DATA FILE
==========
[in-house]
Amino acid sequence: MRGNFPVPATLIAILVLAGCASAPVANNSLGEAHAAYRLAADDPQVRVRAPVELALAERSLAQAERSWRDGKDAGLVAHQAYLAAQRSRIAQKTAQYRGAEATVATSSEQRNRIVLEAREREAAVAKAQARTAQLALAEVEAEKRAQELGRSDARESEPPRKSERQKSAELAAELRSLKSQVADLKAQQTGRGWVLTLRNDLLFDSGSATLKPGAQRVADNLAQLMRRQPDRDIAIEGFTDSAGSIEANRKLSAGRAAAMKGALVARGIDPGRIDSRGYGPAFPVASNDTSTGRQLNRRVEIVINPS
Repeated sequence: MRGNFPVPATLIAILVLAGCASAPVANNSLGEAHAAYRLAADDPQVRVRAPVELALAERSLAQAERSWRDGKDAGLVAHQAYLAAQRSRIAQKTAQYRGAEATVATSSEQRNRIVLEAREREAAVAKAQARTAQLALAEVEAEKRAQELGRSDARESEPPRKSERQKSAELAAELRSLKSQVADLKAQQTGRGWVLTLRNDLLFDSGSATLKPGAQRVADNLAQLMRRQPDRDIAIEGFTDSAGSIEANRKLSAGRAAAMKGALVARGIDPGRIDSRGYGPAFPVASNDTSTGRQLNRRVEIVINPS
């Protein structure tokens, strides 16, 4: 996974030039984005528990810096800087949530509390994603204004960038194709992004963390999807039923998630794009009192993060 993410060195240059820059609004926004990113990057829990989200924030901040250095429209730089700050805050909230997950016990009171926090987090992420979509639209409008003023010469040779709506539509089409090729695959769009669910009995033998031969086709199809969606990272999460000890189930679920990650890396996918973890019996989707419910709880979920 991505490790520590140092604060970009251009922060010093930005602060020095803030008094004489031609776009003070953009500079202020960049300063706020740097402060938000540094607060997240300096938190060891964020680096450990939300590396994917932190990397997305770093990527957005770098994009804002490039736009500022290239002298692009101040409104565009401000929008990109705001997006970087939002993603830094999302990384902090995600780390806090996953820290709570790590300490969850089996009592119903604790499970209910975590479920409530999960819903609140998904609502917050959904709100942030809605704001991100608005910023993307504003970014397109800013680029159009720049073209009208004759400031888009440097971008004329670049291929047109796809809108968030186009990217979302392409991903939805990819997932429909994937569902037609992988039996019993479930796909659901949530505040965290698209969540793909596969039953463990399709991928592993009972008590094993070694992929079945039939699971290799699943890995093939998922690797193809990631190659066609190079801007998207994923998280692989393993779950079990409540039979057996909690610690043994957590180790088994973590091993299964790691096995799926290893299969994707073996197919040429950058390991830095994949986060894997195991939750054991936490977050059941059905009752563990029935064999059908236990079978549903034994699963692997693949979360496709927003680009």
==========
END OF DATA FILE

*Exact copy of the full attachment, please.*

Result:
[in-house]
Amino acid sequence: MRGNFPVPATLIAILVLAGCASAPVANNSLGEAHAAYRLAADDPQVRVRAPVELALAERSLAQAERSWRDGKDAGLVAHQAYLAAQRSRIAQKTAQYRGAEATVATSSEQRNRIVLEAREREAAVAKAQARTAQLALAEVEAEKRAQELGRSDARESEPPRKSERQKSAELAAELRSLKSQVADLKAQQTGRGWVLTLRNDLLFDSGSATLKPGAQRVADNLAQLMRRQPDRDIAIEGFTDSAGSIEANRKLSAGRAAAMKGALVARGIDPGRIDSRGYGPAFPVASNDTSTGRQLNRRVEIVINPS
Repeated sequence: MRGNFPVPATLIAILVLAGCASAPVANNSLGEAHAAYRLAADDPQVRVRAPVELALAERSLAQAERSWRDGKDAGLVAHQAYLAAQRSRIAQKTAQYRGAEATVATSSEQRNRIVLEAREREAAVAKAQARTAQLALAEVEAEKRAQELGRSDARESEPPRKSERQKSAELAAELRSLKSQVADLKAQQTGRGWVLTLRNDLLFDSGSATLKPGAQRVADNLAQLMRRQPDRDIAIEGFTDSAGSIEANRKLSAGRAAAMKGALVARGIDPGRIDSRGYGPAFPVASNDTSTGRQLNRRVEIVINPS
């Protein structure tokens, strides 16, 4: 996974030039984005528990810096800087949530509390994603204004960038194709992004963390999807039923998630794009009192993060 993410060195240059820059609004926004990113990057829990989200924030901040250095429209730089700050805050909230997950016990009171926090987090992420979509639209409008003023010469040779709506539509089409090729695959769009669910009995033998031969086709199809969606990272999460000890189930679920990650890396996918973890019996989707419910709880979920 991505490790520590140092604060970009251009922060010093930005602060020095803030008094004489031609776009003070953009500079202020960049300063706020740097402060938000540094607060997240300096938190060891964020680096450990939300590396994917932190990397997305770093990527957005770098994009804002490039736009500022290239002298692009101040409104565009401000929008990109705001997006970087939002993603830094999302990384902090995600780390806090996953820290709570790590300490969850089996009592119903604790499970209910975590479920409530999960819903609140998904609502917050959904709100942030809605704001991100608005910023993307504003970014397109800013680029159009720049073209009208004759400031888009440097971008004329670049291929047109796809809108968030186009990217979302392409991903939805990819997932429909994937569902037609992988039996019993479930796909659901949530505040965290698209969540793909596969039953463990399709991928592993009972008590094993070694992929079945039939699971290799699943890995093939998922690797193809990631190659066609190079801007998207994923998280692989393993779950079990409540039979057996909690610690043994957590180790088994973590091993299964790691096995799926290893299969994707073996197919040429950058390991830095994949986060894997195991939750054991936490977050059941059905009752563990029935064999059908236990079978549903034994699963692997693949979360496709927003680009």